FI project aims to improve safeguarding in four EU countries through better engagement with fathers

8 April 2013

Serious Case Review summaries across the world (plus a substantial body of research) reveal that family professionals working with children at risk of harm commonly fail to engage well with men in families where there are safeguarding concerns. This failure means that risk from dangerous men is regularly missed, being neither assessed nor challenged. Conversely, fathers and father-figures (and paternal relatives) who might be a resource to children are overlooked.

The Fatherhood Institute together with the Family Rights Group has been working closely with child protection teams for two years in six locations in the UK. Out of this work has come a clear understanding of the barriers to better engagement with fathers/father-figures in child protection in England, as well as steps that can be taken to improve and maintain engagement. Where better engagement is taking place, local authorities are also experiencing cost-savings, through more children being placed with fathers and paternal relatives, instead of being taken into local authority care.

EU Daphne logoThe FI has now been funded by the EU (‘Daphne’ funding stream) to extend and develop this work in the UK, the Czech Republic, Romania and Finland, from February 2013 for two years. The overall goal is to reduce levels of risk and raise levels of care for children in families where there are safeguarding concerns, through more and better engagement with fathers. Activities and outputs include a Literature Summary (per country); an audit of practice (per local authority/region – two per country); the development of locally ‘tailored’ audit tools; a Project Report; a Good Practice Guide; practitioner self-review tools and a range of training activities (workshops, training courses, action-learning sets) as well as seminars and high profile networking and dissemination events.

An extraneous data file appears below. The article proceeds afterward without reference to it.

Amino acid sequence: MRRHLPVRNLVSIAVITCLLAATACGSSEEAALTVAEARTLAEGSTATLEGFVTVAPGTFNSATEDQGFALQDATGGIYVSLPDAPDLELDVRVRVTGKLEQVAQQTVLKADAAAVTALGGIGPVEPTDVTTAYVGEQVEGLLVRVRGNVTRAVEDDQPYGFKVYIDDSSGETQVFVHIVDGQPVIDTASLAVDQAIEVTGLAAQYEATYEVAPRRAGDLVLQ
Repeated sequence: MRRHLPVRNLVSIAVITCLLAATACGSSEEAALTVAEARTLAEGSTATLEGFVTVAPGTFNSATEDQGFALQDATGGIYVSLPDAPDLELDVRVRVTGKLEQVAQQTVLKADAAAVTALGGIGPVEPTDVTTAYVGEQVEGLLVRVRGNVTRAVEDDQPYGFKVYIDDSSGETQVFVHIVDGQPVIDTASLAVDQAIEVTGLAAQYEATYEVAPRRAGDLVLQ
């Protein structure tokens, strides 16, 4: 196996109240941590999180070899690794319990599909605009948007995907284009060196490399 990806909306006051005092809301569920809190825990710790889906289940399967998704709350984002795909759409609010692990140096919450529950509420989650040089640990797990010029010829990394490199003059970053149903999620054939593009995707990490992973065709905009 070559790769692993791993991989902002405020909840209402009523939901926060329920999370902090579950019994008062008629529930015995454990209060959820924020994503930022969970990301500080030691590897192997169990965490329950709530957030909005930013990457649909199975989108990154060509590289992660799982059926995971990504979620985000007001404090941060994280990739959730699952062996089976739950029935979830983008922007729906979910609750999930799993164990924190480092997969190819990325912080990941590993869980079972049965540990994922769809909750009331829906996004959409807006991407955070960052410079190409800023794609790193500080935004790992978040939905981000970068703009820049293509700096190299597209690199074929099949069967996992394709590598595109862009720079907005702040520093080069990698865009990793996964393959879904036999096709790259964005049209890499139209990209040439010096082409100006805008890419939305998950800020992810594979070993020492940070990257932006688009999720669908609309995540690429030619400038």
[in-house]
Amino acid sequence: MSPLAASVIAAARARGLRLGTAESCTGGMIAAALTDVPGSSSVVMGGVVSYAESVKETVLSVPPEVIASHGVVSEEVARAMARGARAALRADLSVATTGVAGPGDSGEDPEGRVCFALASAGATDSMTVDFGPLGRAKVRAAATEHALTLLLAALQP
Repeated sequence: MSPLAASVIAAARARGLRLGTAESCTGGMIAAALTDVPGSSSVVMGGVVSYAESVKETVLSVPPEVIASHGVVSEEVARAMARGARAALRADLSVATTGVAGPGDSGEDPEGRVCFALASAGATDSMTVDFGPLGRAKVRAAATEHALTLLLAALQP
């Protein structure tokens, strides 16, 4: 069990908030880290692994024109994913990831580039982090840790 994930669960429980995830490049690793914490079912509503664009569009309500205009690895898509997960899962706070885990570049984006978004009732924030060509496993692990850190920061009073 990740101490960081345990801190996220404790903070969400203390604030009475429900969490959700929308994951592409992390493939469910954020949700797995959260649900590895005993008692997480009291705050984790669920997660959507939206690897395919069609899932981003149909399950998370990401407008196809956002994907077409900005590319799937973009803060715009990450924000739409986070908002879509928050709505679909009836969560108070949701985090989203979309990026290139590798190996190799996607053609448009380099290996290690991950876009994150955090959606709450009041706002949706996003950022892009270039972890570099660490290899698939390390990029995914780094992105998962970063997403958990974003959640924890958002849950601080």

The total cost of the project as approved by the EU is €500,000. The EU are funding 80%, with the Fatherhood Institute and its partners needing to fund the remaining 20%. There are opportunities for other organisations to play a part in this project through a small amount of financial sponsorship which could enable them to develop capacity to take this work forward in other arenas, and/or be associated with dissemination events and key outputs, such as the Good Practice Guide. To find out more, email Mark Osborn at m.osborn(at) or call him on 07920 428 139.


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